Lenss says changes implemented today may not pay dividends next month or even next year, but will down the line.
“I keep reminding myself this isn’t a sprint, but a marathon.”
Laying the groundwork
As marathon runners know, proper preparation is essential. That’s exactly what airport management has been doing for nearly two years. The first step was developing a consistent marketing strategy.
“We talked with travelers and asked them what they wanted when flying and the result from that is seen in our ‘Quick. Close. Convenient.’ campaign. Travel is stressful and people want it to be easy and they want to get home as soon as possible,” says Sippola, a mom to toddler twins who understands the necessity of keeping things as easy and stress-free as possible.
Billboards, print, radio and TV ads and an aggressive social media campaign promote the message to not only business and leisure travelers, but also the general community. “That goes back to the awareness problem we had. We want people to know we’re here and what we’re about,” says Sippola.
She oversees the airport’s Facebook and Twitter endeavors, which not only share airport and community info, but also award prizes, such as tickets to Timber Rattler games and last summer’s PGA Championship in Sheboygan County. “We want to be more top of mind and fun so we’re not just a place to fly out of,” she says.
That being said, being a place to fly out of is still the No. 1 revenue stream for the airport, whose mission is to be financially self-sufficient. Through the first seven months of the year, about 315,000 people passed through Outagamie’s turnstiles, a 1 percent decrease from a year ago.
For Lenss, one of the major challenges facing the airport is getting airlines to consider adding new routes and flights to Appleton. He says if Appleton gains a new airline or flight, that service is coming from another community.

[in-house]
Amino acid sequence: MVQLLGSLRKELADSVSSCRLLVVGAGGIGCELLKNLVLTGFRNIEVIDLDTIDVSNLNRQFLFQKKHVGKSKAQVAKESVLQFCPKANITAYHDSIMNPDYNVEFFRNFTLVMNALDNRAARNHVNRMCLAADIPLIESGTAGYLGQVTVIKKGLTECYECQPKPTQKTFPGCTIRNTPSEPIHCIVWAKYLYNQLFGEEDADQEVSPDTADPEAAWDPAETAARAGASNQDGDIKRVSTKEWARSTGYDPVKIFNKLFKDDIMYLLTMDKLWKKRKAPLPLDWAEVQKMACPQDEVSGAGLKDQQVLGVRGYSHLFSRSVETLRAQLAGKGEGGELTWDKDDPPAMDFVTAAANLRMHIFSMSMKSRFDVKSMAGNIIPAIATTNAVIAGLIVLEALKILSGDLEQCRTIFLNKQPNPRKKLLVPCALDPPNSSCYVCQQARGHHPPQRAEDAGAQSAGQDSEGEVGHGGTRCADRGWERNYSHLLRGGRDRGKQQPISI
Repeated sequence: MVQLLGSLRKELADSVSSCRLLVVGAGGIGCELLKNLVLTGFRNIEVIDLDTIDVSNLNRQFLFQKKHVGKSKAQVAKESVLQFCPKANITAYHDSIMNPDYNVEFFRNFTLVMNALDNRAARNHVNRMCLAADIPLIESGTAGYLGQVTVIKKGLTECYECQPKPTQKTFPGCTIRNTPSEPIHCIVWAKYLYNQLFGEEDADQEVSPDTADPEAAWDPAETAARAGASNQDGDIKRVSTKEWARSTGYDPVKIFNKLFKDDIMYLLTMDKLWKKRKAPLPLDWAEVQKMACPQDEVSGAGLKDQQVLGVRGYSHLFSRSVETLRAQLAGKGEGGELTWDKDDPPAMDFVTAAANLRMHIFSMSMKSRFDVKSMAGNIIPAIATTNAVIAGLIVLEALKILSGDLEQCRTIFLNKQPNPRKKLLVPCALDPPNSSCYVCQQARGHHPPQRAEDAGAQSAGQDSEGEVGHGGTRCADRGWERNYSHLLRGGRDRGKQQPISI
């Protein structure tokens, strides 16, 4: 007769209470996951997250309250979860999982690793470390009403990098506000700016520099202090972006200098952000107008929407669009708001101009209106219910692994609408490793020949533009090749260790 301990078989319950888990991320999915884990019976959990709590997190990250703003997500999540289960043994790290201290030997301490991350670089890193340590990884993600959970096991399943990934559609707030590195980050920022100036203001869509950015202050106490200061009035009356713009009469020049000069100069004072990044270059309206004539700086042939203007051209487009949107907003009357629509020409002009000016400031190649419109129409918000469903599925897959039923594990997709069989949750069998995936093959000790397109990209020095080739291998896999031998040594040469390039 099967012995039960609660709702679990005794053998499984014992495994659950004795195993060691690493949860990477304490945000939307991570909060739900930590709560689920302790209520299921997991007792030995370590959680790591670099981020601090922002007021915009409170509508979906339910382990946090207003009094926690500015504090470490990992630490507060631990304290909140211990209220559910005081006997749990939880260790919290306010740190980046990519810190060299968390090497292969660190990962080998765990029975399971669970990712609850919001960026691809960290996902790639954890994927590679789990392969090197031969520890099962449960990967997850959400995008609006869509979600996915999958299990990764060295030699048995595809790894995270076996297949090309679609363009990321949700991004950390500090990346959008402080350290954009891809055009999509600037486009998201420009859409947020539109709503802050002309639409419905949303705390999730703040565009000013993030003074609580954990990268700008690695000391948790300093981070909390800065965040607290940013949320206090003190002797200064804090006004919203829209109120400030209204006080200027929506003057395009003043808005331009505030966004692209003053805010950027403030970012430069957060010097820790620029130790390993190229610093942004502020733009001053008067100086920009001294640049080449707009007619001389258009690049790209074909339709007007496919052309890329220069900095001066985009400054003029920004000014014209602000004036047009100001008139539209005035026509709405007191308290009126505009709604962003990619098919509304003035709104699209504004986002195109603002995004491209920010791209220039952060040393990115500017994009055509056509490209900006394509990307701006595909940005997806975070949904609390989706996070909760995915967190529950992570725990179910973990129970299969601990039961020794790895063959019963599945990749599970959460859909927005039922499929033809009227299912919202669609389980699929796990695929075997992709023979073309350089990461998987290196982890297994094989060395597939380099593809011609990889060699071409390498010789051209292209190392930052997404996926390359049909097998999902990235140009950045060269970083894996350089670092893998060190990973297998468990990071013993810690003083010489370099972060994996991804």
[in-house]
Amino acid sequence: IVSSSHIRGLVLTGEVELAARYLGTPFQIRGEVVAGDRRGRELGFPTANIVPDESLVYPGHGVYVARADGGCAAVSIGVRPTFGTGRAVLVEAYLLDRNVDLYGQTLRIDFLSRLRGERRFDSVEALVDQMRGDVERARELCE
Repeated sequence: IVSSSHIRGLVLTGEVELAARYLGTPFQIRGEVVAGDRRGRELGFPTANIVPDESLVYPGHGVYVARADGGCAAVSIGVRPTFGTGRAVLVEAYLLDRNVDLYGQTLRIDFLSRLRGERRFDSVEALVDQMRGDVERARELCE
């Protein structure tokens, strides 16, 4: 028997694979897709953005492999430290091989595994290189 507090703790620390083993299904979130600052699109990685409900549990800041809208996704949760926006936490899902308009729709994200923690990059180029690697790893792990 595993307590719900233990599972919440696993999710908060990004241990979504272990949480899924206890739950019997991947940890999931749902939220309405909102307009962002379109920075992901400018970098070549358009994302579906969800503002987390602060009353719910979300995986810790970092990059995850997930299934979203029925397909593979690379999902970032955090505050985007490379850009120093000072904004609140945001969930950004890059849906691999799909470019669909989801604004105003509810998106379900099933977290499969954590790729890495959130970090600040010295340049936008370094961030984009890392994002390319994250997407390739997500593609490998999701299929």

“It’s a zero sum game. There are only a certain number of flights. You really need to make a strong business case for an airline to add another flight or bring a new destination here. It is so competitive. They are so conscious about cost. It’s not like how it used to be when they would just add a flight to add a flight,” he says earnestly. “You have to prove to the airline that it’s worth it for them to make a change.”
One way to do that is by keeping costs as low as possible for airlines flying into Appleton. The $3 million purchase of Max-Air, a fixed-base operator and provider of fuel and service to all planes at the airport, was a way to gain more control over the fuel cost and service offered to airlines.
“We had already taken steps to control rent and landing fees for the airlines, so the next step was to get a better control of the fuel prices. It’s part of our strategy to attract more airlines and flights to Appleton,” Lenss says.
Outagamie found success with attracting direct flights to Denver and Orlando in recent years, which opened up a new audience for the airport. “The Orlando flight has really expanded our market. Families from Manitowoc and to the west of the Fox Valley are taking a look at us for their travel needs since it’s such a convenient flight,” Sippola says.
Taking the airport to the next level will require community support – especially the support of local businesses, Lenss says. The June airport summit launched a campaign to convince local businesses that an investment in the airport today will pay future dividends.
“We are encouraging businesses to use our services here rather than flying out of another larger airport. They need to see us as a viable part of their business travel planning,” he says. “If we could get local companies to shift a small portion of their travel budget to our airport – let’s say it’s 5 percent – it would make a huge difference” in eventually bringing more travel options to Appleton.
Lenss isn’t worried about competition with Austin Straubel International Airport in Green Bay, which is less than 40 minutes away and flies more passengers than Outagamie every year: “We trade off passengers all the time.” Austin Straubel offers complimentary services, he adds, and both airports are able to adequately serve the New North.
Businesses need to understand while a flight out of Milwaukee or Chicago looks cheaper on paper, they need to also figure in the cost of gas, as well as the work time employees are losing by sitting in a car, Lenss says.